Perlman to the rescue: Preservationist works to save forlorn 1940s Greenwich Village diner
This diner at 357 West St. was manufactured by the famed Kullman Diner company, possibly in the late 1940s. (Photo by Tiffany L. Clark). More photos [HERE]
It was once called the Lost Diner, and now, the name truly fits.
The 1940s chrome diner in Greenwich Village sits abandoned, its glass door broken and its interior filled with trash.
But what is lost may have been found again. Preservationist Michael Perlman, who has already rescued the Cheyenne and Moondance diners in Manhattan from sure obliteration, tells Urbanite that he has submitted a proposal to owner Peter Moore Associates to preserve the diner and bring it back to its former glory. In fact, the Moondance is set to reopen next month in Wyoming.
The eatery, at 357 West St., has been known over the years as Terminal Diner and Lunchbox Food, and was most recently Rib, a North Carolina-style barbeque joint.
But that establishment closed in 2006, and the building has since fallen into disrepair. Perlman says he and Peter Moore Associates, which bought the property in 2006, will further discuss his proposal in October. He says that it would be more affordable to renovate the space than to demolish it. The owner could not be reached for comment.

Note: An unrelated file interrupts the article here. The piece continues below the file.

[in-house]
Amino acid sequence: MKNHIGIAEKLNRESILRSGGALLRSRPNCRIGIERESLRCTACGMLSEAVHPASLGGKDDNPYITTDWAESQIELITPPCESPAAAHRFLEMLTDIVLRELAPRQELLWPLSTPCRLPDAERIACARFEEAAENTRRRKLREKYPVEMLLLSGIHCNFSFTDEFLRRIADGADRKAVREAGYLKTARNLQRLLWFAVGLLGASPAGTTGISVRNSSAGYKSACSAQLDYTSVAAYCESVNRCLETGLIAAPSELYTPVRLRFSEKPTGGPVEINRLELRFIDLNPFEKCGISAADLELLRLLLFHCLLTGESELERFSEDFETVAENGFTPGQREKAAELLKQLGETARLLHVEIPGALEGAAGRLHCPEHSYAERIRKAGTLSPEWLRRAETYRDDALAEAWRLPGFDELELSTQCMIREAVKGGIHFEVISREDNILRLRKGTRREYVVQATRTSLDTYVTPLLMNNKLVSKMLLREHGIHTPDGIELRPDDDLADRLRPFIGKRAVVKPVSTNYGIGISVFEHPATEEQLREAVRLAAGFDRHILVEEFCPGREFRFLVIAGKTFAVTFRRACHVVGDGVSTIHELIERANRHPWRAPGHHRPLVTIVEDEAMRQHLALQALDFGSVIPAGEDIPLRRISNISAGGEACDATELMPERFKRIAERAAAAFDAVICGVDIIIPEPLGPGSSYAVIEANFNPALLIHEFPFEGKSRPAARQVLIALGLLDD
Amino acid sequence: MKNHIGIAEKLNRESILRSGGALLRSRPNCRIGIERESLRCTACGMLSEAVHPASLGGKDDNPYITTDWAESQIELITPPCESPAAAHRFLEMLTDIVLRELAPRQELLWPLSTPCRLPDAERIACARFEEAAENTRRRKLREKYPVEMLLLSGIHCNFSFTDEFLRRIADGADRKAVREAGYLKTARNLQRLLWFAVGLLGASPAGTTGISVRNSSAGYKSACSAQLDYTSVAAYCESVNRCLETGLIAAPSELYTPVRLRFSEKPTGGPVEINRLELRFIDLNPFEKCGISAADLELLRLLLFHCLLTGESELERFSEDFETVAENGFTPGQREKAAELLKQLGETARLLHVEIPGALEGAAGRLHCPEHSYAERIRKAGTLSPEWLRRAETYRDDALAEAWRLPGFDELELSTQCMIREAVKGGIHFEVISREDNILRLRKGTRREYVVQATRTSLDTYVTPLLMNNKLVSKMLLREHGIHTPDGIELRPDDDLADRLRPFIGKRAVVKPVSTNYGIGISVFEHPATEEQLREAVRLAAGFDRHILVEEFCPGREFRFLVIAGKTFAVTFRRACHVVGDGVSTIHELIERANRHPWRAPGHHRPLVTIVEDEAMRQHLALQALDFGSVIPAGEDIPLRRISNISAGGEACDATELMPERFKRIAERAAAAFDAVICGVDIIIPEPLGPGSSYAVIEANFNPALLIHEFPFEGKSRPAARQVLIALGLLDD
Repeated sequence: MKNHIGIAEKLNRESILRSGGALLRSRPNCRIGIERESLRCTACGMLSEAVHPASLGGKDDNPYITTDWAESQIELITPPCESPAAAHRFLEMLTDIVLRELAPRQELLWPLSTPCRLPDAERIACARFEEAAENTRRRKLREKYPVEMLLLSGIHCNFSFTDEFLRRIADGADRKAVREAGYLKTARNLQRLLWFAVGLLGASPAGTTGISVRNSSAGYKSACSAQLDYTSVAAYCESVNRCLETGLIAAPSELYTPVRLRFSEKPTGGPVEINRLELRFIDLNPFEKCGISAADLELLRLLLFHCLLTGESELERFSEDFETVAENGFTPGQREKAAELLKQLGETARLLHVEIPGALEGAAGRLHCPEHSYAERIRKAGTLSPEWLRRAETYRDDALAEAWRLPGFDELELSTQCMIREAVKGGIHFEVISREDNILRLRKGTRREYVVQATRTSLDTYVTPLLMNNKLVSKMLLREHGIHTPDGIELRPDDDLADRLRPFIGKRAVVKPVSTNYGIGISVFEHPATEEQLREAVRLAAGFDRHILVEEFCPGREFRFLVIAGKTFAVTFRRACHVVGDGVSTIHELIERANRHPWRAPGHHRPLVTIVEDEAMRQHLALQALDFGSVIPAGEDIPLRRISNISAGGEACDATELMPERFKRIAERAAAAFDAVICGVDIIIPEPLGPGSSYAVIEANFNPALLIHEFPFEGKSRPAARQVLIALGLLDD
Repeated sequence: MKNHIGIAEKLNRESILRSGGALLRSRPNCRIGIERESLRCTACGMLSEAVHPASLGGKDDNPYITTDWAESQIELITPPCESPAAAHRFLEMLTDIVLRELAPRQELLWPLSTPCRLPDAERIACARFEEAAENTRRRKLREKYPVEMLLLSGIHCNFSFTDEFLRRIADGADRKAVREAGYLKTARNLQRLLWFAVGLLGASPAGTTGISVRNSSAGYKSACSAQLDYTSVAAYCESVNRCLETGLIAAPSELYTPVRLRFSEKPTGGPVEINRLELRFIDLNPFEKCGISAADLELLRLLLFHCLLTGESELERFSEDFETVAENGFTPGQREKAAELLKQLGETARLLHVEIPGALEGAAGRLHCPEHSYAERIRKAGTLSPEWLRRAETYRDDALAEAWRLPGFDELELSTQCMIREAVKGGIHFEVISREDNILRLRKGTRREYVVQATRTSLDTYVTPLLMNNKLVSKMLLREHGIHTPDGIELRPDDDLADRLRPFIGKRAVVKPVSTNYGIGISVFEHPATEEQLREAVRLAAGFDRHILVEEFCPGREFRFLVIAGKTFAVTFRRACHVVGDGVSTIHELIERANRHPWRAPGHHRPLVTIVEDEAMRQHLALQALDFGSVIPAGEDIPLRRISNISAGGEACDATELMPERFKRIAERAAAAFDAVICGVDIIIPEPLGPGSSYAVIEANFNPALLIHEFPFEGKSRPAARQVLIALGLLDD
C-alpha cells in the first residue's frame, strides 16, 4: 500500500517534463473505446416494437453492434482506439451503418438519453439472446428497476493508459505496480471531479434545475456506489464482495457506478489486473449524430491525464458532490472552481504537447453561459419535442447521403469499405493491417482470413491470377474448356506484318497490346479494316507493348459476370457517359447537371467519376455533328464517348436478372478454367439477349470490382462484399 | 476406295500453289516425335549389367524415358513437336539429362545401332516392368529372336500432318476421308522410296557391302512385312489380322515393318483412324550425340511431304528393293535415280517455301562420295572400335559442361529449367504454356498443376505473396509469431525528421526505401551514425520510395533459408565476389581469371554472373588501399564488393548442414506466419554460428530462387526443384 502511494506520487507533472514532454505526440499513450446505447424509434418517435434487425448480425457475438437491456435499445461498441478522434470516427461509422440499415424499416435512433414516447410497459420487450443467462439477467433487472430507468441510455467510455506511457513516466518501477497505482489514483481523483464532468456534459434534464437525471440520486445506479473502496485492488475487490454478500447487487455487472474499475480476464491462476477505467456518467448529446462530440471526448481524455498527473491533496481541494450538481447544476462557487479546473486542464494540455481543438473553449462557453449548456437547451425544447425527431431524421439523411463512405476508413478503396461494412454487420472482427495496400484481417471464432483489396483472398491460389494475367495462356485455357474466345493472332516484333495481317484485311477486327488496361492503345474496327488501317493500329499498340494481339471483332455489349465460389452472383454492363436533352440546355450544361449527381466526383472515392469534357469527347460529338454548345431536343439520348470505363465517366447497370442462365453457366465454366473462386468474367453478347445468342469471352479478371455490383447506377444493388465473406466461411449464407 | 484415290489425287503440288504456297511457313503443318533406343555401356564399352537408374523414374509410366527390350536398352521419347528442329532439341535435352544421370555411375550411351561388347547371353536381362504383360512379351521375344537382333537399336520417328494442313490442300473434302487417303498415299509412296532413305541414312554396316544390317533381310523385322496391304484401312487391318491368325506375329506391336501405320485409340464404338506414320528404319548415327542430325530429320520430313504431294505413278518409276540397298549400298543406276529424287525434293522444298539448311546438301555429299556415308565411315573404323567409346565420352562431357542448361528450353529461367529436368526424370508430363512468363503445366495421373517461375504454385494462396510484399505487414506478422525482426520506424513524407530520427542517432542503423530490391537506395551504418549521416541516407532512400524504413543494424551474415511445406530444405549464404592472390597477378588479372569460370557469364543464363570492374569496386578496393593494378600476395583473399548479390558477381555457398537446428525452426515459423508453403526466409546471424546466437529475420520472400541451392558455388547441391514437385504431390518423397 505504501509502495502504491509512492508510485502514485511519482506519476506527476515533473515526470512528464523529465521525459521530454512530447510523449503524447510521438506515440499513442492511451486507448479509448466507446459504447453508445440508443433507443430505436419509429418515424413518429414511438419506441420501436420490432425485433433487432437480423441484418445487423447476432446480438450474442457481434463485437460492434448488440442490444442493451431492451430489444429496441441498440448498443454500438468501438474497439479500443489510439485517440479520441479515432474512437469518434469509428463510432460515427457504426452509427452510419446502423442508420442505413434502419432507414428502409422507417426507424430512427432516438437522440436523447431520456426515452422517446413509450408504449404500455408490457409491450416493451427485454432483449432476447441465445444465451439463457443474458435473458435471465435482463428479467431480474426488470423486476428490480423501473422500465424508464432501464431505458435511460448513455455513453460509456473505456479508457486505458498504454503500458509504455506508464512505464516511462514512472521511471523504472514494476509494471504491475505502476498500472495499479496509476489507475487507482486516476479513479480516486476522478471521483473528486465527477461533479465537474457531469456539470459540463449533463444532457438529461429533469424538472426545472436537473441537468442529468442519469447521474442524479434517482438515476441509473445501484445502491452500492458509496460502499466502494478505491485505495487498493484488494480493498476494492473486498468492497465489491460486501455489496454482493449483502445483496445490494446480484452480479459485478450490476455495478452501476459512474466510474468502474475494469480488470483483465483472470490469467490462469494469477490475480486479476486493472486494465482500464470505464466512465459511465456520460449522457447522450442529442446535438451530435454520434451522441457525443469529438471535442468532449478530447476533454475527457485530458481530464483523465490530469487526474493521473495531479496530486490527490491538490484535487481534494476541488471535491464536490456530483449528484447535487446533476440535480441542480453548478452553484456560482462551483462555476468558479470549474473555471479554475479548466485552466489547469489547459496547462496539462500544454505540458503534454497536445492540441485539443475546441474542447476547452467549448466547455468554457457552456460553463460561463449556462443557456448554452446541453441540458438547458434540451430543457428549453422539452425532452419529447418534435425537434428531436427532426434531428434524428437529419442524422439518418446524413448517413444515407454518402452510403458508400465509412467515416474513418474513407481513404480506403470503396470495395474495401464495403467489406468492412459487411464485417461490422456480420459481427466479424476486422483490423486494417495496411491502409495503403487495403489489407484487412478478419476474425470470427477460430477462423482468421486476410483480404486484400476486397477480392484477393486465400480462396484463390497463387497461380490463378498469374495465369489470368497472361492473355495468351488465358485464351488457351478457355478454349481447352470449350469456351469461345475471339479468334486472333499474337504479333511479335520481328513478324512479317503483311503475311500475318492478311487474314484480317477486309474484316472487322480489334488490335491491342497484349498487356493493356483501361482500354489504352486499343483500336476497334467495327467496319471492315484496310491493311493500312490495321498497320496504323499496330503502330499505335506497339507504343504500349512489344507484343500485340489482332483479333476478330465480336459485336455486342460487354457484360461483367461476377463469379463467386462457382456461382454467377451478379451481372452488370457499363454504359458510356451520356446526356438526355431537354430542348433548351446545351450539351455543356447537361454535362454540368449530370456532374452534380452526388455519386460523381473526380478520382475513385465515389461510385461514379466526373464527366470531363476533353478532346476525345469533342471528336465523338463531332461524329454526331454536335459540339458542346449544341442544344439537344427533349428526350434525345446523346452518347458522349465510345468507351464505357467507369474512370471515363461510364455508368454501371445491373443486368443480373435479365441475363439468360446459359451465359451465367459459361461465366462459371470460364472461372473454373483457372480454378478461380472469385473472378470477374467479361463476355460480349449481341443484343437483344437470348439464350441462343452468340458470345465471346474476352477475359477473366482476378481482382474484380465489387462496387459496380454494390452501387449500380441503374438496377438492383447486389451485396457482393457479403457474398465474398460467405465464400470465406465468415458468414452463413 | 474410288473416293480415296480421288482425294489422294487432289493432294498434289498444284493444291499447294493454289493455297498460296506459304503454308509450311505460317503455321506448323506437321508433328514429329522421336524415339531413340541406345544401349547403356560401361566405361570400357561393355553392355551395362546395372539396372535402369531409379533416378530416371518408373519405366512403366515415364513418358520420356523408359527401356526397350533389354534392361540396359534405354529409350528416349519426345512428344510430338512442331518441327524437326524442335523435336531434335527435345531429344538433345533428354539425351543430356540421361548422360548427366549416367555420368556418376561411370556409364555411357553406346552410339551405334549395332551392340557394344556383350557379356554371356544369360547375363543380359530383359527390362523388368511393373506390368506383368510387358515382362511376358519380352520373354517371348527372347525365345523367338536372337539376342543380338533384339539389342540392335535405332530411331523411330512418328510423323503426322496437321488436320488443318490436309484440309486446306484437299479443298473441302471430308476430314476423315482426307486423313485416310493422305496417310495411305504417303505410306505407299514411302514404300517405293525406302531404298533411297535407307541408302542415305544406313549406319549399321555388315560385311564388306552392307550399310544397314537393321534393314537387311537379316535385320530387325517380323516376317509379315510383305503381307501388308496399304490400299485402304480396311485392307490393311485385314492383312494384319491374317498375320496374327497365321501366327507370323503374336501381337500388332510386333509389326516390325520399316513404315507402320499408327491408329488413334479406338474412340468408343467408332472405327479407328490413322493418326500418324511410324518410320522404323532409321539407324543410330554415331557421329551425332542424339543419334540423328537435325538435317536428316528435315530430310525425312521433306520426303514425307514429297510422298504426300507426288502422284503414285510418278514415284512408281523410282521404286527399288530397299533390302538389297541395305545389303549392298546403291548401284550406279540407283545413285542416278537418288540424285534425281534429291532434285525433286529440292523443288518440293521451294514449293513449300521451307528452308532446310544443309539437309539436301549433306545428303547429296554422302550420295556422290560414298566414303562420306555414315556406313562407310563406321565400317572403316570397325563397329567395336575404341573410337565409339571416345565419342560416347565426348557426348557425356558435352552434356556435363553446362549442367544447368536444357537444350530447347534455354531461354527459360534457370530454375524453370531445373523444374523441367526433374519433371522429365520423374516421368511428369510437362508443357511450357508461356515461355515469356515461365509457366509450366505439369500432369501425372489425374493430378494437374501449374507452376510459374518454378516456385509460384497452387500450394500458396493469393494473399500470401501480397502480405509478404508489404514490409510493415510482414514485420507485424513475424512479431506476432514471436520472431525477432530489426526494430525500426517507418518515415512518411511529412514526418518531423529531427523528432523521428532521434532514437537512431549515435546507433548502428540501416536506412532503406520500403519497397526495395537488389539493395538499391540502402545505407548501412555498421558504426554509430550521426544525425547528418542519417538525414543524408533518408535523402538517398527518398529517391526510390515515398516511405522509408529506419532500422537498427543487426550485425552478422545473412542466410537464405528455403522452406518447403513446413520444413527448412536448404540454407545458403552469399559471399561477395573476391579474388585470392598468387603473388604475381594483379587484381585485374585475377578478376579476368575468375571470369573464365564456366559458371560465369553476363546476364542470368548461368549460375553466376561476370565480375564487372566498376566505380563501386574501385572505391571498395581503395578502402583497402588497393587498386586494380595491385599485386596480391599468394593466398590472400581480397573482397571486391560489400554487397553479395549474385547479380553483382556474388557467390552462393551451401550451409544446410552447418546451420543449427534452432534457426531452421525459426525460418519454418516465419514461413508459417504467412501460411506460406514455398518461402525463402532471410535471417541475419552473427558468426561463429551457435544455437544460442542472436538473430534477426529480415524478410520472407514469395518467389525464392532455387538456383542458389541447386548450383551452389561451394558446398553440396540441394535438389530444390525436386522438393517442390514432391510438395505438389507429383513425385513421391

Perlman said a metal tag bearing the name of the famous Kullman Diner manufacturer still hangs above the door. Its details like that that Perlman wants to preserve as much as possible.
"Diners are becoming an endangered species, especially in the tri-state area, Perlman said. They definitely don't manufacture them like they used to. And diners are the ultimate public institution; they were places where people from various classes would mingle side by side."
-- Megan Stride
amNY photo galleries